1,200 words. Kael’thas, Rommath, and Voren’thal. This takes place during Warcraft 3. Wheee yay ELFS.
The sun never quite seemed to set over the red sands of Hellfire Peninsula, the land locked in some strange state of eternal twilight. Kael’thas stood tall, as tall as he could, overlooking a wide road carved through the land. Far ahead, he could see the orc settlements, but they were not his main concern now.
His white hawkstrider shifted nervously as the wind changed, bringing with it a hint of something he could sense but couldn’t quite explain how- arcane magic. He would have to ask the others if he was the only one who sensed it, distant from where they were. He held a white cloth to his mouth, filtering the dust that the wind brought with it.
“Kael.” A deep red hawkstrider crept closer, carrying his trusted advisor, Rommath. They had long since dispensed of polite titles around each other. It was a habit, in Dalaran, that Kael’thas made himself known by his childhood nickname, though he knew that many of the older elves had considered it beneath him to be so familiar with people.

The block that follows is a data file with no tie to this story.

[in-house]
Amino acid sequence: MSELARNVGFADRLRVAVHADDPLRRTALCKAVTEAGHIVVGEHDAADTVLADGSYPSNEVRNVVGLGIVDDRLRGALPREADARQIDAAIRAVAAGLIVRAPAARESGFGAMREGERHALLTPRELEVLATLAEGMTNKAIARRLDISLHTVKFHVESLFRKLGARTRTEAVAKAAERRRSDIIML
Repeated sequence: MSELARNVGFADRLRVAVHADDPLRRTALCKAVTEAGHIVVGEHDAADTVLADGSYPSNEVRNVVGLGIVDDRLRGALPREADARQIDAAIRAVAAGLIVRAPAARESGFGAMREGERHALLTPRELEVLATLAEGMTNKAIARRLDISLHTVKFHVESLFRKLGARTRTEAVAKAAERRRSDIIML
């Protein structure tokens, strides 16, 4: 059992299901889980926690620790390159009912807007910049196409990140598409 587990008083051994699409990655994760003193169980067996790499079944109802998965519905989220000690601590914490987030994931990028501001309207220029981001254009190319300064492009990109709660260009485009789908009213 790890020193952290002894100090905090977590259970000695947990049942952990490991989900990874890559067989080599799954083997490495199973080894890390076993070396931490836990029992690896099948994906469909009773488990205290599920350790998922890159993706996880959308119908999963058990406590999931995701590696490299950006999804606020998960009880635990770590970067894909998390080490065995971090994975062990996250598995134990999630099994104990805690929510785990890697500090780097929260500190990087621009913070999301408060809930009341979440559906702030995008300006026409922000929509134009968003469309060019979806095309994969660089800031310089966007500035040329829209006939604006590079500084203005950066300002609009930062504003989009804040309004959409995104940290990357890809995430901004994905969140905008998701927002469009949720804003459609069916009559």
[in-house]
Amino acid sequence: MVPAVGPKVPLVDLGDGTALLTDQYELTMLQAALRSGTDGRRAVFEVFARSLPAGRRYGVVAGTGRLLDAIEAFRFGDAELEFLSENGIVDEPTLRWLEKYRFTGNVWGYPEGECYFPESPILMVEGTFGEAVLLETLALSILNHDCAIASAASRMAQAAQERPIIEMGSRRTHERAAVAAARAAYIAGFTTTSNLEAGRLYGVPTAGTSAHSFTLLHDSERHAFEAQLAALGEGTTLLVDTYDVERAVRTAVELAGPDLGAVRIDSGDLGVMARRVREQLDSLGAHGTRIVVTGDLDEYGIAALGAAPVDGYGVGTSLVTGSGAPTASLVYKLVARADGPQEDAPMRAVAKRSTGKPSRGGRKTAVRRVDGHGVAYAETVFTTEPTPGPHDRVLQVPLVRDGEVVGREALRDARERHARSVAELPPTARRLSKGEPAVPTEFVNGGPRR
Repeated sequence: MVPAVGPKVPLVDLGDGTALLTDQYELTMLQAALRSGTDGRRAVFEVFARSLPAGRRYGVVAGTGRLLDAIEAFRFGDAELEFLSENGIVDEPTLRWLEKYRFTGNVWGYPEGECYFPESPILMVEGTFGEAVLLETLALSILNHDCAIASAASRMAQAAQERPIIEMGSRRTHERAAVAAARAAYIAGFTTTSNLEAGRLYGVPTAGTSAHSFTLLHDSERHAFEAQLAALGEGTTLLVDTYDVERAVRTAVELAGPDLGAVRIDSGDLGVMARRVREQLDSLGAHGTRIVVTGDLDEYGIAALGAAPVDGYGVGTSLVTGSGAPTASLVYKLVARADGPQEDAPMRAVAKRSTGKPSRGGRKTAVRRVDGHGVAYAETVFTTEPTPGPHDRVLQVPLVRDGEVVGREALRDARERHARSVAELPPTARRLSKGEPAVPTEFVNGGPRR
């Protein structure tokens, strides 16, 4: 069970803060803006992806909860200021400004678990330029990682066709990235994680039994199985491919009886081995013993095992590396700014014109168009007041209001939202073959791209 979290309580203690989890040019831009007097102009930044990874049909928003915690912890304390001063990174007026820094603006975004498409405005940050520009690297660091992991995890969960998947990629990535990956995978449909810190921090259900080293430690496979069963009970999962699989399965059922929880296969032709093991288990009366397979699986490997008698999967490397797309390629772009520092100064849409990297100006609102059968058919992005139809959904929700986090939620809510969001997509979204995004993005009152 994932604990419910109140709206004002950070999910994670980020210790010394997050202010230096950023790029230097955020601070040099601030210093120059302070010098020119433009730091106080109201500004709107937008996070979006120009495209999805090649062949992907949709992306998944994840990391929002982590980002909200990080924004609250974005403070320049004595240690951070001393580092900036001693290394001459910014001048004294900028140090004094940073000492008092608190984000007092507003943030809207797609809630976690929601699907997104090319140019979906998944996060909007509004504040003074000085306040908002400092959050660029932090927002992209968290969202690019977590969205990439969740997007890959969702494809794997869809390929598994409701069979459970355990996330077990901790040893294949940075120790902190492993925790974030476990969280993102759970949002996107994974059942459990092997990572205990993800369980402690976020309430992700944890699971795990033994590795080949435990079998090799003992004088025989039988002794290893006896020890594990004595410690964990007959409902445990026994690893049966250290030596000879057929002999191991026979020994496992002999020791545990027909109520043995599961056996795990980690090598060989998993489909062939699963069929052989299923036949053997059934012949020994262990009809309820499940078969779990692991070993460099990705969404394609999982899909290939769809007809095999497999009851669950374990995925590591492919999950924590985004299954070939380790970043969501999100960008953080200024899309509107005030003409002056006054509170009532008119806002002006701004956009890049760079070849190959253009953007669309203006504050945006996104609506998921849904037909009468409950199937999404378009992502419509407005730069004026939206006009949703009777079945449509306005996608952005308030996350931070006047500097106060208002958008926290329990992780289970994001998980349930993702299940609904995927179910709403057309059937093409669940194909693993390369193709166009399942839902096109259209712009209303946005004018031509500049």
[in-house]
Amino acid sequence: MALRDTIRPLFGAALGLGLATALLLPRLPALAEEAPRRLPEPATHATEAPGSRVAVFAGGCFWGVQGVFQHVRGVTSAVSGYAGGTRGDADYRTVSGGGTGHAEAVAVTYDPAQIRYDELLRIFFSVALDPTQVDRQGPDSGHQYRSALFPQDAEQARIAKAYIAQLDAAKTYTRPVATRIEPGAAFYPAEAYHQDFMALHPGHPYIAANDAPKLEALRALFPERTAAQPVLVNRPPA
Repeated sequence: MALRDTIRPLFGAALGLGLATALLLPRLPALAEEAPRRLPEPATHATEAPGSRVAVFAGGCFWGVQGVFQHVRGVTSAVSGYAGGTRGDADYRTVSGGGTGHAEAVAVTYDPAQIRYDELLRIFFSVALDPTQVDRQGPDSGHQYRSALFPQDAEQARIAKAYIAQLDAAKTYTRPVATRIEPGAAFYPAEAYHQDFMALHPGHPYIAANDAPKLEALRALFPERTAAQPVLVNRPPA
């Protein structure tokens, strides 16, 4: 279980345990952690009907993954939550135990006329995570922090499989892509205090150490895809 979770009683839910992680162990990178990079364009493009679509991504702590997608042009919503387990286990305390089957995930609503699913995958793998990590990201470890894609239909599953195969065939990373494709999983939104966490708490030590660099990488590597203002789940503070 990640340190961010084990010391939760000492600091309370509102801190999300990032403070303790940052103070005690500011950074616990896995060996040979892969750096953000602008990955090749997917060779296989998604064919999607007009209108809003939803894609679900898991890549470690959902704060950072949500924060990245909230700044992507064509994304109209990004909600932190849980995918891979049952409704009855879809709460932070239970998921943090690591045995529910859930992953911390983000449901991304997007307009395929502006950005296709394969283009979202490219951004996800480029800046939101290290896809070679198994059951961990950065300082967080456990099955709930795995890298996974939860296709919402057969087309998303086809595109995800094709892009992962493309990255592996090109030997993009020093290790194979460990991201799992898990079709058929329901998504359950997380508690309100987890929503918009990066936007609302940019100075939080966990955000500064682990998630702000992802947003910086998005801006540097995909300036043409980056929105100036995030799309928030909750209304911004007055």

Unfortunately, many of the elders had fallen ill. He was certain, by now, that many had died. “Yes?” He turned back, the realization weighing on him as he watched Rommath carefully. “Have they finished?”
Rommath nodded, a bandana tied around his face. His eyes, bright green now, looked tired. They had been marching for days, following the orders of Lord Illidan and Lady Vashj. Kael trusted them, to a point, but even he was not enough of a fool to think their intentions completely altruistic. Kael turned away, looking back over the road one last time before making a small clicking noise and gesturing with the reigns in his hands. The bird turned toward Rommath, and he nodded.